The bears were greatly depleted by unregulated hunting across much of the Arctic until the Soviet Union clamped down in 1956 and other countries followed, with the 1973 treaty one result. The current population across the Arctic has been estimated at 22,000 to 25,000 bears.

But last year the United States Interior Department granted the bears threatened status under the Endangered Species Act, citing the threat from retreating summertime sea ice. Other countries have been ratcheting up protections, although about 700 bears a year are still shot in Canada, Alaska and Greenland, according to Norway’s environment agency.

Not everyone from countries ringing the Arctic agrees that the bears need to be singled out for protection in the face of climate change. Fernando Ugarte, head of mammal and bird science at the Greenland Institute of Natural Resources, said the government was concerned that the rising pressure to protect bears, particularly in the face of global warming, might prompt other countries to press Greenland to clamp down on hunting.

“I am not sure there is a scientific reason to appoint polar bears as the main icon of climate change,” he said by telephone in Nuuk, Greenland’s capital. “There’s a long list of animals that will be affected. Why not the walrus, the narwhal, the ringed seal?” Mr. Ugarte said that scientists disagreed over why people around Baffin Bay and elsewhere had reported an increase in polar bear sightings in recent years. One explanation may be that the local bear population is robust. Another — more likely in Mr. Ugarte’s opinion — is that climate change is forcing the bears into new migration patterns.

The Tromso meeting was watched closely by environmental groups, which had warned that some countries might press to exclude strong language about global warming. The bears have been enduring icons in climate campaigns conducted by such groups, with at least three groups seeking contributions through “adopt a polar bear” programs.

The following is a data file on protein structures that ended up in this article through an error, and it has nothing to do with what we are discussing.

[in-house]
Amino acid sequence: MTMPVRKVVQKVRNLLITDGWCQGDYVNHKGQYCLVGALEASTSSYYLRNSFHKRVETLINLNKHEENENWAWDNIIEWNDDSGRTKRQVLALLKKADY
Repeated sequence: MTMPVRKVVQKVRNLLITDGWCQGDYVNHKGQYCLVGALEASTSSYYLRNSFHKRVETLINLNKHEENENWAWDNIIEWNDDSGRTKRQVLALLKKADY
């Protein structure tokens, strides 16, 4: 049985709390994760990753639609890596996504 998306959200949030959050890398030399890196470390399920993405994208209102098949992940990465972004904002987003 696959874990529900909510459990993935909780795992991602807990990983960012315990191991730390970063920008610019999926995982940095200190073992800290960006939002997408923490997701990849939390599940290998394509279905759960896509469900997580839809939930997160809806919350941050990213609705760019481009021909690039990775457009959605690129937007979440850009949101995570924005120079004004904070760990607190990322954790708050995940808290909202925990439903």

But the animals have also become a focal point for some elected officials and scientists who reject the need for cuts in the heat-trapping greenhouse gases, despite broad scientific consensus linking the gases to warming since 1950. Their argument, pointing to studies by American government scientists and other groups, is that hunting restrictions have caused most of the populations of bears around the Arctic to grow in recent decades and that long-term forecasts of ice retreats are flawed.

Walter Gibbs contributed reporting from Oslo.

Photographer, warrior linked by famous news image die on same day

It was an iconic image of the 1990 Oka Crisis: A masked Mohawk warrior raises his rifle in victory as he stands atop an overturned Surete du Quebec squad car.

By Jeff Heinrich, Montreal Gazette; Canwest News ServiceMarch 14, 2009


Now both the warrior and the photographer who took his picture are dead -- both at the same young age, 41, both on the same day, and both in tragic circumstances.